Saturday, October 27, 2012

on writing - john steinbeck

1. Abandon the idea that you are ever going to finish.  Lose track
of the 400 pages and write just one page for each day, it helps.
Then when it gets finished, you are always surprised.

2. Write freely and as rapidly as possible and throw the whole 
thing on paper. Never correct or rewrite until the whole thing 
is down. Rewrite in process is usually found to be an excuse for
not going on. It also interferes with flow and rhythm which can
only come from a kind of unconscious association with the material.

3. Forget your generalized audience. In the first place, the nameless,
faceless audience will scare you to death and in the second place,
unlike the theater, it doesn’t exist. In writing, your audience is one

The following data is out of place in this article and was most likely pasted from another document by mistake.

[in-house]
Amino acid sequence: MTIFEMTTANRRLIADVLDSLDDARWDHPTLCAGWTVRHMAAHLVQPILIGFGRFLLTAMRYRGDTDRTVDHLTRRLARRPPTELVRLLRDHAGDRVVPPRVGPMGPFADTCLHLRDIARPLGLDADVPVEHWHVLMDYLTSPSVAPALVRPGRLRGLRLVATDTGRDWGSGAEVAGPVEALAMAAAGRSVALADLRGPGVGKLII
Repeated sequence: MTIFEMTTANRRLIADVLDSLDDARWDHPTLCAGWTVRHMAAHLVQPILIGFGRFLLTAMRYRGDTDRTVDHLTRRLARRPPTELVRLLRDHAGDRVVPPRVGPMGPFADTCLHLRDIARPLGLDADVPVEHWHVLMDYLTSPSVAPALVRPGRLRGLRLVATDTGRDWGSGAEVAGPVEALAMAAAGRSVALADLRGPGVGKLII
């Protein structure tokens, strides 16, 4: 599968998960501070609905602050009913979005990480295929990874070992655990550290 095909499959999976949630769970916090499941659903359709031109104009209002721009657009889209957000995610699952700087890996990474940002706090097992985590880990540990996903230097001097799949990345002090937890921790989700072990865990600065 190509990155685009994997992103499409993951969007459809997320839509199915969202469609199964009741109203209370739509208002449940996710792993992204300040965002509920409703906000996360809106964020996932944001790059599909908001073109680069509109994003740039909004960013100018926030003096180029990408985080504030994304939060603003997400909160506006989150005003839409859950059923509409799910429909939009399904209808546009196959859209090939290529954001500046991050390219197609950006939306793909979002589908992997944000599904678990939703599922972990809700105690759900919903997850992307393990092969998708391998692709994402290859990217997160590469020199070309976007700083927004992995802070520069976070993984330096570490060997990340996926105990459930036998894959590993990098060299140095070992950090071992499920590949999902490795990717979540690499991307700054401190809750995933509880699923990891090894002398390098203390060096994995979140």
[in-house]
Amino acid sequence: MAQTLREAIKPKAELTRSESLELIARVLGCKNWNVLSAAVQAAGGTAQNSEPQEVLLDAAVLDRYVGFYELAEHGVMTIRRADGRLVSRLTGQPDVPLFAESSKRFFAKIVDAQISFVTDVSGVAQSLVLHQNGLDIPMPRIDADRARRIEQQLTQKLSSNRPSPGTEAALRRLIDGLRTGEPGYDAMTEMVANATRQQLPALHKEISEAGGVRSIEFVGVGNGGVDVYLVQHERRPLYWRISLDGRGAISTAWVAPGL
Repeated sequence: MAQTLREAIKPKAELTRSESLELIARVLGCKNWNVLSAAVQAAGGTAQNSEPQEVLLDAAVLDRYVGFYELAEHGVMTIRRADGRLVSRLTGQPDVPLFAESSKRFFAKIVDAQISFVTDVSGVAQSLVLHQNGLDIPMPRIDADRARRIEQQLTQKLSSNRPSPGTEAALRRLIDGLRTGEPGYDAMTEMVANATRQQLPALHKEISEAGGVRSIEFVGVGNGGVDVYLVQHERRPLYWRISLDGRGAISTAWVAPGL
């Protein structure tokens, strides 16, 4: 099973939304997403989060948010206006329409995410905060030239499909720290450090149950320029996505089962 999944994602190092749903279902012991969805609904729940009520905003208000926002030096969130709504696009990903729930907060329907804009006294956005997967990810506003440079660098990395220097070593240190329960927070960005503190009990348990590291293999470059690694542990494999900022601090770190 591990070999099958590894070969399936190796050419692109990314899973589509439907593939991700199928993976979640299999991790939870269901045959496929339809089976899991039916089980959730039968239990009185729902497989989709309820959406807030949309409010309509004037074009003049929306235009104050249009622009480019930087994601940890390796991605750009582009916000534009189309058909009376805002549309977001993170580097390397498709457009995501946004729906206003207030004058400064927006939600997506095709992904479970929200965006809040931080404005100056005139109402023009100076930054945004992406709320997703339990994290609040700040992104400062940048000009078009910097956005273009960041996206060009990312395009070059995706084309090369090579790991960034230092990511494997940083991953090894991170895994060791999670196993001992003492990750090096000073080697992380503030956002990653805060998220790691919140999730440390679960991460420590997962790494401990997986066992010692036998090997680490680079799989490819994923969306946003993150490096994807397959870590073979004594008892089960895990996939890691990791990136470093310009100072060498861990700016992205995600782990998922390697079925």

single reader. I have found that sometimes it helps to pick out one
person—a real person you know, or an imagined person and write
to that one.

4. If a scene or a section gets the better of you and you still think
you want it—bypass it and go on. When you have finished the
whole you can come back to it and then you may find that the
reason it gave trouble is because it didn’t belong there.

5. Beware of a scene that becomes too dear to you, dearer than
the rest. It will usually be found that it is out of drawing.

6. If you are using dialogue—say it aloud as you write it. Only
then will it have the sound of speech.  (Via BrainPickings)

As with all writing advice, take these bits as food for thought.
They may be true for you, they may not.  

By Julia Yellow

No comments:

Post a Comment